Business & Economy

Wednesday, 15 July 2009 19:26

Mines using world-first touchscreen training to slash costs and boost safety and productivity

{pp}Gold mines are stepping up innovative training techniques – using a world-first touchscreen training method developed in South Africa - to boost productivity and ensure greater returns on training.
So far the technique which is also used in the cleaning, petrochemical, health and retail industries has seen training budgets slashed by at least half. Mines using Edutouch say they have recorded measurable worker retention of learning rising at least 60% ensuring improvements in safety and productivity, mine training officers say.

These gains in worker efficiency are critical at a time when the sector is experiencing an array of challenges. The method has been used successfully at Kopanang and is being piloted at other mines. Rob Dersley, CEO of Edutouch who pioneered the method after long research with Unisa’s computer science department said, “what makes our method unique is that it is in whatever language the participant chooses, so they can learn in their own language.

It has been tested and proven that our technology speeds up learning four times. “The employee is able to work from either a portable touchscreen or a computer. In a group situation a handheld wireless control similar to that used on TV game shows allows each person to record their answers. It immediately informs the facilitator which section of the module the learner does not understand. The student can relearn that part only instead of sitting through the whole course again. It is inhouse so can be done during idle time and can be done in short three to five minute modules.” Gerrie Swanepoel, a trainer at Kopanang mine near Klerksdorp said: “We’ve found that workers enjoy Edutouch and become competitive with their peers. They also develop a sense of pride. Instead of being crushed, as some learners are when they pluck up the confidence to ask a question in a classroom setting and perhaps get laughed at. This system encourages the learner to learn at his or her own pace and to build confidence. We find that workers become more assertive in group settings and leadership skills readily come to the fore.”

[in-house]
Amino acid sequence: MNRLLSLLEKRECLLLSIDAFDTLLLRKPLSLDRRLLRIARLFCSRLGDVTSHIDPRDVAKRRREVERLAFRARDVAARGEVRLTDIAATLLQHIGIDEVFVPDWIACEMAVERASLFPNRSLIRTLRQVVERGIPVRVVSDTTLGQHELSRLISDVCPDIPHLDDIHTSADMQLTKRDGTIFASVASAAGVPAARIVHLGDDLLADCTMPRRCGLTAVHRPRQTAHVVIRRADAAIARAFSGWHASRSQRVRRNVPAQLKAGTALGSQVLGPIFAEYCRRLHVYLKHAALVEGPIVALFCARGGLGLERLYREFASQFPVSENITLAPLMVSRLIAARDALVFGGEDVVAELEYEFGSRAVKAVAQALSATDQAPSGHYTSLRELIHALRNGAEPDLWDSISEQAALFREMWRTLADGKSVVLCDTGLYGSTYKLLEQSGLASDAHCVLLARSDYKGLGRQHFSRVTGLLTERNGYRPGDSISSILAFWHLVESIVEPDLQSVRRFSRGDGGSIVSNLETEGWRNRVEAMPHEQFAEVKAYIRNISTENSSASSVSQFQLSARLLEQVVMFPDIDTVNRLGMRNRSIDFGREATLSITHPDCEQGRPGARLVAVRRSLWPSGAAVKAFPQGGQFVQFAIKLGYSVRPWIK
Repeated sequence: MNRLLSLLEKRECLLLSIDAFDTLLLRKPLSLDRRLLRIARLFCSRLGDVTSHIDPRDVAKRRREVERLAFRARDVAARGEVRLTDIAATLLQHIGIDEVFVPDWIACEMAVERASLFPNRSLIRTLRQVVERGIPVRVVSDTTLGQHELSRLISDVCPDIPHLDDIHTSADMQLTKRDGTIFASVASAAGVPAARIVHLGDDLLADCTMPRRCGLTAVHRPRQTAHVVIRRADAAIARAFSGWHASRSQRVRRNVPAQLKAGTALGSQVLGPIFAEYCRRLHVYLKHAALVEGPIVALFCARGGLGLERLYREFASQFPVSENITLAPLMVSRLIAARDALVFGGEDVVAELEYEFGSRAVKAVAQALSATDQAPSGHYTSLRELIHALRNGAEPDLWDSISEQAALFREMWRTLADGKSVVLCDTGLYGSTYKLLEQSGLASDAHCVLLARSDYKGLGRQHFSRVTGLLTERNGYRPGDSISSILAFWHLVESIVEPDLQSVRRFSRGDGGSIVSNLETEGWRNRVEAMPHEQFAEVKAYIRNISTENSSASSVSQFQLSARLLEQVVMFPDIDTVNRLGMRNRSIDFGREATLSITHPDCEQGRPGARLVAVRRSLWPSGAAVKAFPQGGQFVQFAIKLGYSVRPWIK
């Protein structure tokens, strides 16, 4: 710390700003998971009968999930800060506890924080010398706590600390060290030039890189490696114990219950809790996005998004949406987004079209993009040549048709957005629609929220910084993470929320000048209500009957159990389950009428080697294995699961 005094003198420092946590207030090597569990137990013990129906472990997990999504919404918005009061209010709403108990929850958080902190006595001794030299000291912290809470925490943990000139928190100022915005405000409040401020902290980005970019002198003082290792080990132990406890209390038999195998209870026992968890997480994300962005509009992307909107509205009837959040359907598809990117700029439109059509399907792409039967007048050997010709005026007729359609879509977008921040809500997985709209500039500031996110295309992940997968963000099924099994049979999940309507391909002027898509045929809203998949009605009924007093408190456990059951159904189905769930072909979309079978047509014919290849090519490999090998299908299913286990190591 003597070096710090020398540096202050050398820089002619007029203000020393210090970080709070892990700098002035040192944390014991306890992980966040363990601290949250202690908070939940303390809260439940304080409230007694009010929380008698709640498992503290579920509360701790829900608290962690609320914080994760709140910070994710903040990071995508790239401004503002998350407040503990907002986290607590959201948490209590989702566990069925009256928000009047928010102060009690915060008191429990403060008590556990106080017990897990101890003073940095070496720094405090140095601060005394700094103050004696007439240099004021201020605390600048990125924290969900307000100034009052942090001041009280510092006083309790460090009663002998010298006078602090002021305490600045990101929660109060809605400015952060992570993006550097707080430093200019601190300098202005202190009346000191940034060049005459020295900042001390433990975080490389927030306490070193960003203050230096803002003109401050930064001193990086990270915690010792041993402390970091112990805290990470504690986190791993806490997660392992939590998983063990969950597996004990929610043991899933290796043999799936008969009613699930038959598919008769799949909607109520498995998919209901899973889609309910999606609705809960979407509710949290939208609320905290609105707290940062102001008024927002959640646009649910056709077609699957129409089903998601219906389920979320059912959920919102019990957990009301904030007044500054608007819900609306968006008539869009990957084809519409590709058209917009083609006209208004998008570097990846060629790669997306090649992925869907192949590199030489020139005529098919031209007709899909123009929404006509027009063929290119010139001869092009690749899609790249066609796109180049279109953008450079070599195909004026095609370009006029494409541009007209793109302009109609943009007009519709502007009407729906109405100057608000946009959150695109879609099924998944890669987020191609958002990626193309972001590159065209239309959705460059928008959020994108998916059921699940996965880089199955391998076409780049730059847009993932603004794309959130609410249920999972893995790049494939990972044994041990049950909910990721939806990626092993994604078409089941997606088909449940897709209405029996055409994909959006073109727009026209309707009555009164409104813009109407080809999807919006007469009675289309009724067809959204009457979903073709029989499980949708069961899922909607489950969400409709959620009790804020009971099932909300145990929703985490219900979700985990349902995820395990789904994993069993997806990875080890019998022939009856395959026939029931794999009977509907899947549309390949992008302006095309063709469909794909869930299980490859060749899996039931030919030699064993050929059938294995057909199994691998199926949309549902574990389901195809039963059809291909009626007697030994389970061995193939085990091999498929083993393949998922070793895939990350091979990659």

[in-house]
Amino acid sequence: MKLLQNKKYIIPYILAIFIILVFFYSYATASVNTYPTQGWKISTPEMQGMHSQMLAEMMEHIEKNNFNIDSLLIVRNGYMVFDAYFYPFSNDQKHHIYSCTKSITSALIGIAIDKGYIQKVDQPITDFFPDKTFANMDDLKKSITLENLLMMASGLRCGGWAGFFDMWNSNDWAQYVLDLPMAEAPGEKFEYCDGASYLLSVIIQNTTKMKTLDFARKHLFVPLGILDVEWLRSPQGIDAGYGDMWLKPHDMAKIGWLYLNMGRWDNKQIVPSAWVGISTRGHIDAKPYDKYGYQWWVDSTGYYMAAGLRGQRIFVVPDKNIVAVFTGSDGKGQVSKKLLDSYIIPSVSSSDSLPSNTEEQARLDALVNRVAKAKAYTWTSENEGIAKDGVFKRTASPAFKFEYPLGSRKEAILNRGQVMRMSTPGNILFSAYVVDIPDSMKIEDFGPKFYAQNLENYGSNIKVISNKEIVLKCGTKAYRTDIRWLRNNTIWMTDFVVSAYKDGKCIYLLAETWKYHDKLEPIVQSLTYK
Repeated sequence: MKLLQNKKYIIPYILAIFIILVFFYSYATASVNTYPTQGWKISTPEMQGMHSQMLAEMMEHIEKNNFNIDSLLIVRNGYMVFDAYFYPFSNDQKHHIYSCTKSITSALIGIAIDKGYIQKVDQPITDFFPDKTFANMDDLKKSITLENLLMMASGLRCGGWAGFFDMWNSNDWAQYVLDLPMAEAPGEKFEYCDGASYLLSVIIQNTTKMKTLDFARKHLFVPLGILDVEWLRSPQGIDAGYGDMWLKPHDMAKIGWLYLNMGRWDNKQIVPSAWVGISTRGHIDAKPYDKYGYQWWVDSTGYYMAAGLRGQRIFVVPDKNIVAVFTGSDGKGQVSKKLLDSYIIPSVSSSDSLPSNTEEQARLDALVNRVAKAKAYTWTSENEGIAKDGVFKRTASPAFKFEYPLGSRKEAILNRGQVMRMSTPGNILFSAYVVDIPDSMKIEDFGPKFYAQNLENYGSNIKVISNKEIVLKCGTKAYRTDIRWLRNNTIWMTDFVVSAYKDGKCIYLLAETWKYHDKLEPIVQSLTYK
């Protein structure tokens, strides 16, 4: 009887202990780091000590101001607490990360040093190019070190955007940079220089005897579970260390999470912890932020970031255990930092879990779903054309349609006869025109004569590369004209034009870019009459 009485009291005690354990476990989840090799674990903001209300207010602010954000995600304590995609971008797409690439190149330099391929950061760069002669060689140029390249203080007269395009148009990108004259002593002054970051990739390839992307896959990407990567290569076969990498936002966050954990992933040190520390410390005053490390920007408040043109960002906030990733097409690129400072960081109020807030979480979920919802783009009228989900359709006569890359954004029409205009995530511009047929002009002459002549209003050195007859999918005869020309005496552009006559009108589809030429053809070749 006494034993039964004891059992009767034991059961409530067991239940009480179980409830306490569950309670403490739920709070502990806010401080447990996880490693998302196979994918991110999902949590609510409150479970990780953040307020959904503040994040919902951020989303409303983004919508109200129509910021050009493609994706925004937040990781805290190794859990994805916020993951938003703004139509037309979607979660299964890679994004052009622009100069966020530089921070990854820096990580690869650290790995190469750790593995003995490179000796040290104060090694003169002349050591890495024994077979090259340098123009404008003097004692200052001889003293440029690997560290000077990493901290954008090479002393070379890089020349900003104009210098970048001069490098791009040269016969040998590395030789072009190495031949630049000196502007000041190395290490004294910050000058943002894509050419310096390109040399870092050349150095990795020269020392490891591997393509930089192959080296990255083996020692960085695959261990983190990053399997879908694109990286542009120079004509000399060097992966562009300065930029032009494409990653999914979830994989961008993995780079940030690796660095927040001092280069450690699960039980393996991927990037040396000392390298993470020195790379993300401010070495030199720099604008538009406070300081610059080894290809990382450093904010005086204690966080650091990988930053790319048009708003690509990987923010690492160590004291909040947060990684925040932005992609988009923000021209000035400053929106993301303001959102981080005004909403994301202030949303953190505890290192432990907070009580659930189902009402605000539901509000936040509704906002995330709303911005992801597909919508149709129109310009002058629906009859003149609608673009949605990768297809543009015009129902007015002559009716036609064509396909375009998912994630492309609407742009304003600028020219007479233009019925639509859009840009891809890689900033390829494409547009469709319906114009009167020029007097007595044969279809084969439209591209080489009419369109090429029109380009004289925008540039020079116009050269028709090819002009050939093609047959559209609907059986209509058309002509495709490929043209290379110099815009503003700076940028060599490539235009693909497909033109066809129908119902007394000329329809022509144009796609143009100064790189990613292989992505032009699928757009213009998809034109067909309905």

Kopanang mine in the lucrative Vaal gold mining area has 5 500 workers. Five years ago Kopanang began using touchscreen training for workers. Training manager, Andre Oberholzer who introduced Edutouch says, “Initially I wanted something in place to assess all our workers fast.” Edutouch sends each workers grades immediately he or she has completed a module, allowing management to assess shortfalls with individuals and in teams.” It’s critical because everyone who works on a mine has to receive retraining after even brief vacations. Oberholzer said: “In the past AngloGoldAshanti Training and Development Services would do one on one questions but with medical exams and retraining it could take six days before a worker was back on the job. Using Edutouch it takes three days with 80% pass rates and far better knowledge retention than in the past. Before, if a facilitator stood in front of a class and did training, we did not know how much individuals remembered.”